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I don't know how dangerous it is but then I would question the value of a larger front without the rear.
 

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The factory manufactured many cars with bars in the front only.

I have upgraded the front bar on my Mark III with no adverse impact. High speed turns on the Interstate now have less body movement. But that car and all of my cars are not driven faster than the speed limit on any road.

Action
 

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Discussion Starter #43
The factory manufactured many cars with bars in the front only.

I have upgraded the front bar on my Mark III with no adverse impact. High speed turns on the Interstate now have less body movement. But that car and all of my cars are not driven faster than the speed limit on any road.

Action
+1

My '73 Caprice Classic has a factory large front sway bar and originally no rear sway bar and that car is bigger and much heavier than a '65-'68 full size Ford.

Plus I think the GS Mercury Grand Marquis only had front sway bars. The LS series had rears. Our 2004 Mercury Grand Marquis GS doesn't have a rear sway bar but both my old '93 and current '94 LS models did/do.

I'm not advocating that having only one sway bar is correct or OK, just saying it is what it is. ;)

Cheers
 

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Discussion Starter #44
Power Steering --> Round 2 Continued
Thought I'd continue on with steering gear #2.

Steering2_1.jpg

All the parts cleaned and painted.

I'll go right to the juicy end since I just covered this.

Steering2_2.jpg

This has more play than the first one..... :( Well crap....

You win some and you loose some. But here's my thoughts on all this. But first a simple primer on how these things work for those who may not know. If you do skip this part.

Quick and dirty tutorial:

SteeringGear_15.jpg

This is the control shaft assembly. You can see the input shaft on the right where the steering coupler attaches and the worm gear on the left that moves the piston/rack assembly. There is a torsion spring rod connecting the input shaft to the worm gear. It actually runs inside the input shaft and inside the worm gear. Attached to the torsion spring is a mechanism that either moves the spool valve holder up or down depending on the rotation of the twist on the torsion rod bar. If you have vice grip like hands and have enough arm/hand strength you can hold the worm gear in your left hand and the input shaft in your right and twist in opposite directions. Depending on how much strength and grip you have you can feel the torsion spring/rod in there and probably see the spool valve holder slide up or down the long axis.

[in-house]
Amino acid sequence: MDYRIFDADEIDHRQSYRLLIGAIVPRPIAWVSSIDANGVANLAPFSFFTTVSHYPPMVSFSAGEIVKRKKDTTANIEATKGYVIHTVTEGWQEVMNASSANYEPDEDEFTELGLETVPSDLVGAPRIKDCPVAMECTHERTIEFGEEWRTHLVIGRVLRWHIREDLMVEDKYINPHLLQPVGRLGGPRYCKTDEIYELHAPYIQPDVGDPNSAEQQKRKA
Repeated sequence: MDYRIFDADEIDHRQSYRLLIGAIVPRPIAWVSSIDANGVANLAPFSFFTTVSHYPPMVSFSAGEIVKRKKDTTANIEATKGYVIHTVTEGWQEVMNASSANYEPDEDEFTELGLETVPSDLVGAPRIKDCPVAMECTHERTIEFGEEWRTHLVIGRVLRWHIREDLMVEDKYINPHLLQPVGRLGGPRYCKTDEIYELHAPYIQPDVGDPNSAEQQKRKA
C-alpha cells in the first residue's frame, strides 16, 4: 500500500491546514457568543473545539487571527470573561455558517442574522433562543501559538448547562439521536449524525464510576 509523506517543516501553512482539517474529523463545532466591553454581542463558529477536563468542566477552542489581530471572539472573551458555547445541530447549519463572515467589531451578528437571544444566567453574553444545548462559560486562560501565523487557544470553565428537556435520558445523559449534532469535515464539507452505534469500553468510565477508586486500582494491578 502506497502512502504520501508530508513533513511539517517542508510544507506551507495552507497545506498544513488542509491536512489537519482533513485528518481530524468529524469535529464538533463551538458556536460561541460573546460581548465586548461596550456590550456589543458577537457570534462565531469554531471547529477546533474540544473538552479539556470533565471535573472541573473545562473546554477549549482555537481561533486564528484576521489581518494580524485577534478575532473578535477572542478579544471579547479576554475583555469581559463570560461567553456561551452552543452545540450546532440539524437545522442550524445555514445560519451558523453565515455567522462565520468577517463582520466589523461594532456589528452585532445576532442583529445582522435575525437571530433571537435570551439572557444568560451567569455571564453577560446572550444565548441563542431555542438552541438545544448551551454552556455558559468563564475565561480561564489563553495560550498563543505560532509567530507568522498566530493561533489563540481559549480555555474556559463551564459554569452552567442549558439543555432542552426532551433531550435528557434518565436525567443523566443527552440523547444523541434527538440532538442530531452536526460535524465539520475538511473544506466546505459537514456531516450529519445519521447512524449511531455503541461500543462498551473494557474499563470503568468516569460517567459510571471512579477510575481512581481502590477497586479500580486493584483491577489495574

Armed with that mental visual, how the power assist works is the power steering pump puts out a controlled flow rate independent of engine RPM. The flow rate enters and exits the steering gear. The spool valve takes the input pressure and applies it to both side of the piston/rack if there is no twist on the torsion rod (no steering wheel input). When you want to steer the car, this is what happens. First when you move the steering wheel, you are trying to spin the worm through the torsion rod via the input shaft. The worm tries to move the rack through the ball bearings that recirculate. This produces resistance because the rack is ultimately directly connected to the tyres via the Pitman shaft, Pitman arm and steering linkages (tie rods and such). In other words for a tiny movement of the steering wheel you are trying to move the wheels manually as if there was no power steering. This resistance causes the torsion rod to twist and the spool valve to move in the appropriate direction that starts cutting off return fluid to the pump, thus raising pressure, whilst simultaneously applying that pressure to the side of the piston that will move the rack in the direction you're turning.

So really the power assist works off of the torque differential between the worm gear and the input shaft. The greater the amount of twist (more torque) the more the spool valve moves and the more hydraulic pressure or assist you receive. I hope I explained that well enough, if so cool beans we're both on the same page. The extra play that arises comes from a worn worm, worn rack or worn balls, or all the above. Since the power assist only reacts to the amount of twist in the torsion rod, any play in the worm to rack interface doesn't start to load the torsion rod until that play is taken up. If you have 7 degrees of play before the torsion rod engages that will translate to linear amount of circumference steering wheel travel (depends on the diameter of steering wheel) that effectively does absolutely nothing.